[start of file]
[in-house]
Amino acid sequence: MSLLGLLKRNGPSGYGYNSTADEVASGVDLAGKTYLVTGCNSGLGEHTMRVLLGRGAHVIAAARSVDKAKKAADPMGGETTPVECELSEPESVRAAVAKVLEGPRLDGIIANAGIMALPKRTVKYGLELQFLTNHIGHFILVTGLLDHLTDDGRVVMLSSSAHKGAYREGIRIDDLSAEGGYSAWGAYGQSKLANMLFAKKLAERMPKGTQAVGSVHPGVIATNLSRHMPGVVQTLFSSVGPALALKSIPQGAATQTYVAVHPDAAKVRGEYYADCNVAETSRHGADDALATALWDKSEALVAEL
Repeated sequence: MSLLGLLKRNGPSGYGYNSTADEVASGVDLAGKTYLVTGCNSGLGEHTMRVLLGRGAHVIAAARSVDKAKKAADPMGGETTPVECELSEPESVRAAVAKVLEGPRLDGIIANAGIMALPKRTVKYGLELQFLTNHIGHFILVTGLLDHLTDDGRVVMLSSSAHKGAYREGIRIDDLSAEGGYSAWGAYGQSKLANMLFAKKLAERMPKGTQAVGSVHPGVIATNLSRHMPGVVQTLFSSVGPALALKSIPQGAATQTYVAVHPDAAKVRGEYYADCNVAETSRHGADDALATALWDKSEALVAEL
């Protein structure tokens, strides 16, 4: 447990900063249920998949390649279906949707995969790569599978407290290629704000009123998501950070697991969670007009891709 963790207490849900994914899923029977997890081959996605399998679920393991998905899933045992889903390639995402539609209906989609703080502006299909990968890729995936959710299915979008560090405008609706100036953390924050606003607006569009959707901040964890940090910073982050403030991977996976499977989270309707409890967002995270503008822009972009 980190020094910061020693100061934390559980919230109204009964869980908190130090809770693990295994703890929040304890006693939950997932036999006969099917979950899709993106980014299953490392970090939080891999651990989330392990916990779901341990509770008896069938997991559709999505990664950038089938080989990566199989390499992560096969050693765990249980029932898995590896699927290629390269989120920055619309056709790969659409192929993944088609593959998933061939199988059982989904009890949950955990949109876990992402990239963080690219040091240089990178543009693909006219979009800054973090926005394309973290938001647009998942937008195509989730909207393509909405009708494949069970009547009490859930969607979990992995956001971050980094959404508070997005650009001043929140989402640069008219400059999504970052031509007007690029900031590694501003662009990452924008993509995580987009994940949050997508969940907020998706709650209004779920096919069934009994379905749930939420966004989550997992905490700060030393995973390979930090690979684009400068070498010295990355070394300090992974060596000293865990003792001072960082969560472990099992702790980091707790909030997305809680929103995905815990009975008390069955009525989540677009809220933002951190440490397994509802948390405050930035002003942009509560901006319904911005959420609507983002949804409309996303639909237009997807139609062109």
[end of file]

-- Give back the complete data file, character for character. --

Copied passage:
[in-house]
Amino acid sequence: MSLLGLLKRNGPSGYGYNSTADEVASGVDLAGKTYLVTGCNSGLGEHTMRVLLGRGAHVIAAARSVDKAKKAADPMGGETTPVECELSEPESVRAAVAKVLEGPRLDGIIANAGIMALPKRTVKYGLELQFLTNHIGHFILVTGLLDHLTDDGRVVMLSSSAHKGAYREGIRIDDLSAEGGYSAWGAYGQSKLANMLFAKKLAERMPKGTQAVGSVHPGVIATNLSRHMPGVVQTLFSSVGPALALKSIPQGAATQTYVAVHPDAAKVRGEYYADCNVAETSRHGADDALATALWDKSEALVAEL
Repeated sequence: MSLLGLLKRNGPSGYGYNSTADEVASGVDLAGKTYLVTGCNSGLGEHTMRVLLGRGAHVIAAARSVDKAKKAADPMGGETTPVECELSEPESVRAAVAKVLEGPRLDGIIANAGIMALPKRTVKYGLELQFLTNHIGHFILVTGLLDHLTDDGRVVMLSSSAHKGAYREGIRIDDLSAEGGYSAWGAYGQSKLANMLFAKKLAERMPKGTQAVGSVHPGVIATNLSRHMPGVVQTLFSSVGPALALKSIPQGAATQTYVAVHPDAAKVRGEYYADCNVAETSRHGADDALATALWDKSEALVAEL
């Protein structure tokens, strides 16, 4: 447990900063249920998949390649279906949707995969790569599978407290290629704000009123998501950070697991969670007009891709 963790207490849900994914899923029977997890081959996605399998679920393991998905899933045992889903390639995402539609209906989609703080502006299909990968890729995936959710299915979008560090405008609706100036953390924050606003607006569009959707901040964890940090910073982050403030991977996976499977989270309707409890967002995270503008822009972009 980190020094910061020693100061934390559980919230109204009964869980908190130090809770693990295994703890929040304890006693939950997932036999006969099917979950899709993106980014299953490392970090939080891999651990989330392990916990779901341990509770008896069938997991559709999505990664950038089938080989990566199989390499992560096969050693765990249980029932898995590896699927290629390269989120920055619309056709790969659409192929993944088609593959998933061939199988059982989904009890949950955990949109876990992402990239963080690219040091240089990178543009693909006219979009800054973090926005394309973290938001647009998942937008195509989730909207393509909405009708494949069970009547009490859930969607979990992995956001971050980094959404508070997005650009001043929140989402640069008219400059999504970052031509007007690029900031590694501003662009990452924008993509995580987009994940949050997508969940907020998706709650209004779920096919069934009994379905749930939420966004989550997992905490700060030393995973390979930090690979684009400068070498010295990355070394300090992974060596000293865990003792001072960082969560472990099992702790980091707790909030997305809680929103995905815990009975008390069955009525989540677009809220933002951190440490397994509802948390405050930035002003942009509560901006319904911005959420609507983002949804409309996303639909237009997807139609062109």